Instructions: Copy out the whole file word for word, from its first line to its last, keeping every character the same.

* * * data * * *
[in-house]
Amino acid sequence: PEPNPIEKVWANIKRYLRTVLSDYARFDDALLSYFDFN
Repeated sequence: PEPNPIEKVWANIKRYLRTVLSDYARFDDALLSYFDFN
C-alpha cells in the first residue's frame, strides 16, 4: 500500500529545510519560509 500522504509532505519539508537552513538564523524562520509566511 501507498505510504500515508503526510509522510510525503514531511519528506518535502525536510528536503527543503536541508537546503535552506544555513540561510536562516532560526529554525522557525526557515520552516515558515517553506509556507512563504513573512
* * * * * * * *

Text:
[in-house]
Amino acid sequence: PEPNPIEKVWANIKRYLRTVLSDYARFDDALLSYFDFN
Repeated sequence: PEPNPIEKVWANIKRYLRTVLSDYARFDDALLSYFDFN
C-alpha cells in the first residue's frame, strides 16, 4: 500500500529545510519560509 500522504509532505519539508537552513538564523524562520509566511 501507498505510504500515508503526510509522510510525503514531511519528506518535502525536510528536503527543503536541508537546503535552506544555513540561510536562516532560526529554525522557525526557515520552516515558515517553506509556507512563504513573512